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Title: Industrial organisation and environmental performance of the electricity industry in England-Wales and Spain.
Author: Boira-Segarra, Isabel.
ISNI:       0000 0001 3469 0263
Awarding Body: University of Sussex
Current Institution: University of Sussex
Date of Award: 1996
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This study analyses how electricity generating firms achieve certain environmental performance under different industrial organisational structures through a comparative study of the main electricity utilities in England-Wales and Spain. This work studies industrial organisation by referring to firms' operating environment arguing that structural transformations and changing environmental constraints introduce complexity and risk that make technical and organisational shifts necessary for electricity firms to adapt and survive. Environmental performance is measured employing the concept of environmental capabilities as an analytical tool to study the way firms develop and accumulate the required technical, human and organisational assets to manage, co-ordinate and govern environmental performance in the face of uncertainty and technical and organisational change. Studying electricity producing firms in England-Wales and Spain allows assessment of the influence on the creation and accumulation of environmental capabilities of markets characterised by different levels of competition whilst being subjected to similar environmental pressures. The evidence shows that English-Welsh enterprises respond to competitive demands by implementing cost cutting strategies with environmental requirements being seen as a cost drain that needs to be minimised. This results in a tendency to satisfy environmental compliance by obtaining their environmental capabilities externally which together with a lack of internal competence rebuilding reduces short-term costs but compromises learning, their ability to generate change and thus, the sustainability of their environmental performance. In turn, Spanish firms operate in highly controlled markets that allow them to recover some environmental costs, thus reducing the commercial risk embodied in compliance. They satisfy environmental requirements in a less cost effective way than English-Welsh firms but their commercial strategies include continuous investment in a stock of internal competencies that witl allow them to learn from their outsourcing relationships and sustain their environmental performance.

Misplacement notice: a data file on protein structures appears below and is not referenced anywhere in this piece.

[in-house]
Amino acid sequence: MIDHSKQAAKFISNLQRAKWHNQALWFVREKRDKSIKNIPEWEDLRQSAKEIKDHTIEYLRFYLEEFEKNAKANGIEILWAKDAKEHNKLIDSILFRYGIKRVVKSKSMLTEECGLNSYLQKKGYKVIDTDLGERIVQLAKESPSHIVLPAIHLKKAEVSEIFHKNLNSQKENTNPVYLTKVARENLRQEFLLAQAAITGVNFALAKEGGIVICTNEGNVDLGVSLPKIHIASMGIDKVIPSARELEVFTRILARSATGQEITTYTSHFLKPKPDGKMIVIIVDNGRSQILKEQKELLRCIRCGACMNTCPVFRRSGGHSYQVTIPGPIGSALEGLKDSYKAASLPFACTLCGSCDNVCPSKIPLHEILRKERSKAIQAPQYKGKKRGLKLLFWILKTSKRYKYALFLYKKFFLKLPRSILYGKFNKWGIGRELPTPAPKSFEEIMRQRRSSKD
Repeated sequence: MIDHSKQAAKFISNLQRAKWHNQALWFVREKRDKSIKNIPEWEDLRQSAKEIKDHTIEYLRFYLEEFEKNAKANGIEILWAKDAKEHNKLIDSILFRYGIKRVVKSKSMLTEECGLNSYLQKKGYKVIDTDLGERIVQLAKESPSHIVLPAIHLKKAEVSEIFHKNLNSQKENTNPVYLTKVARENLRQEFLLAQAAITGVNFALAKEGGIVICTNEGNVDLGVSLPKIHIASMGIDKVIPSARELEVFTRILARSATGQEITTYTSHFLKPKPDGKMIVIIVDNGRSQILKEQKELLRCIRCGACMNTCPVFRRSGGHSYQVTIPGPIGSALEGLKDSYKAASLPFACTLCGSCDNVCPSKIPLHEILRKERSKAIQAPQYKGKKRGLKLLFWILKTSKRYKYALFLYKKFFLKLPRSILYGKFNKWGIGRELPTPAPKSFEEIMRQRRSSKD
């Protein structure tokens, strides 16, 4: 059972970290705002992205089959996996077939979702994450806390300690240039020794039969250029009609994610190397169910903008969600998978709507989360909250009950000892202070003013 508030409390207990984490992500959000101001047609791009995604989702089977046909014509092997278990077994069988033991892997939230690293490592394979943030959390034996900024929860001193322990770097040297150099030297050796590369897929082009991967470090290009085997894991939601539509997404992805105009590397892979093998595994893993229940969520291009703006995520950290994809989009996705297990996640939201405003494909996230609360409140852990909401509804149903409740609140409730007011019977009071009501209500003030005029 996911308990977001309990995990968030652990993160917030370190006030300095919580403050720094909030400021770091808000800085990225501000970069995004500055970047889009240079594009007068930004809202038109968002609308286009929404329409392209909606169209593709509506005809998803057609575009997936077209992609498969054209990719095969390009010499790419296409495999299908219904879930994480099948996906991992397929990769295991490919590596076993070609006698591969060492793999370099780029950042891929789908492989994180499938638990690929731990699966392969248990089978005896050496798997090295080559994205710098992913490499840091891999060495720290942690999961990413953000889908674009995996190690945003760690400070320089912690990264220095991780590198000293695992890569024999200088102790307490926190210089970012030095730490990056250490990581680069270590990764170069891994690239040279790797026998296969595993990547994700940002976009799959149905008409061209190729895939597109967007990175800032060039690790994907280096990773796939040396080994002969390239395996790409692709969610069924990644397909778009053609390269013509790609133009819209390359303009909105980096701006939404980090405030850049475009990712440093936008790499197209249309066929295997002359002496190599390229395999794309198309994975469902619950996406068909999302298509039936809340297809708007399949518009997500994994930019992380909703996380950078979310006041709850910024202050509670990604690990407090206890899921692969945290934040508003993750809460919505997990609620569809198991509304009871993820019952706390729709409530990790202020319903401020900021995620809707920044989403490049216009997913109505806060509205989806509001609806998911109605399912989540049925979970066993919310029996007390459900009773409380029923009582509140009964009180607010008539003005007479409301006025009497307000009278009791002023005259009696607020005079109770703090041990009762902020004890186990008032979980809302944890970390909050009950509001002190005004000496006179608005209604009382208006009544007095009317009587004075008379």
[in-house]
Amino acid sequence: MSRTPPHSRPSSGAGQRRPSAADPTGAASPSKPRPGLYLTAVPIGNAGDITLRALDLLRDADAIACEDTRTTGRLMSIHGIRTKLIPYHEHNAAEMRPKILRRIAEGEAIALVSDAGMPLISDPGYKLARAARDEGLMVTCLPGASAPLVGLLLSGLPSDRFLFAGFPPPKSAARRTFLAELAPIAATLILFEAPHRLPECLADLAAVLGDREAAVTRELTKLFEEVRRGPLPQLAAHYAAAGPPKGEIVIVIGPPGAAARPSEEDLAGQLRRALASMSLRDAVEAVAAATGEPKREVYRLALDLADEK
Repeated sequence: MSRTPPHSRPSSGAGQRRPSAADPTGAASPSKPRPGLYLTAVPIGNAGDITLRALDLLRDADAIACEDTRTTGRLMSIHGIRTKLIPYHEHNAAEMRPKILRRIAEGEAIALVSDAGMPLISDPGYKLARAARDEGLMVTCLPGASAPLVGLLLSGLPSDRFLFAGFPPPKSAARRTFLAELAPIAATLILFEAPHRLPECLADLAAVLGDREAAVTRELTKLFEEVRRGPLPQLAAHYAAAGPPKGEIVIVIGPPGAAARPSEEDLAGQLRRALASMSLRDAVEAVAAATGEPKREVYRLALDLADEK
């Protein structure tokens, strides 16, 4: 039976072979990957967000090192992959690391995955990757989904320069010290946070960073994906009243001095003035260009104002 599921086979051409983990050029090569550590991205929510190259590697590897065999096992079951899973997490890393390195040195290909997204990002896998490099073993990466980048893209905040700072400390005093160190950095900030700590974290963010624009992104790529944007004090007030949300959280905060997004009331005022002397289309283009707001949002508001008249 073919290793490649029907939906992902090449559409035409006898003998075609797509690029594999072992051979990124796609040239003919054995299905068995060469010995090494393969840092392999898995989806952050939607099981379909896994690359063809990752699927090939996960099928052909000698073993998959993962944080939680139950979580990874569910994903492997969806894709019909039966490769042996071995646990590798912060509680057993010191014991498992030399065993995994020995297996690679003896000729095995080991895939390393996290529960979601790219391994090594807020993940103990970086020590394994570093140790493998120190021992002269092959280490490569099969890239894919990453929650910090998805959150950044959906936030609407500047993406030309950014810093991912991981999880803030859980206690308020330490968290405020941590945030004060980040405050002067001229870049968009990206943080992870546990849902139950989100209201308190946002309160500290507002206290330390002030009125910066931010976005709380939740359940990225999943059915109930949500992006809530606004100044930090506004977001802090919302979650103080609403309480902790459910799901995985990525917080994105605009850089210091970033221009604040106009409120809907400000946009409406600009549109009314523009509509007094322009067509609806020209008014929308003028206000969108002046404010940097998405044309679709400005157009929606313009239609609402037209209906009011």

Supervisor: Not available Sponsor: Not available
Qualification Name: Thesis (Ph.D.) Qualification Level: Doctoral
EThOS ID:  DOI: Not available
Keywords: Competition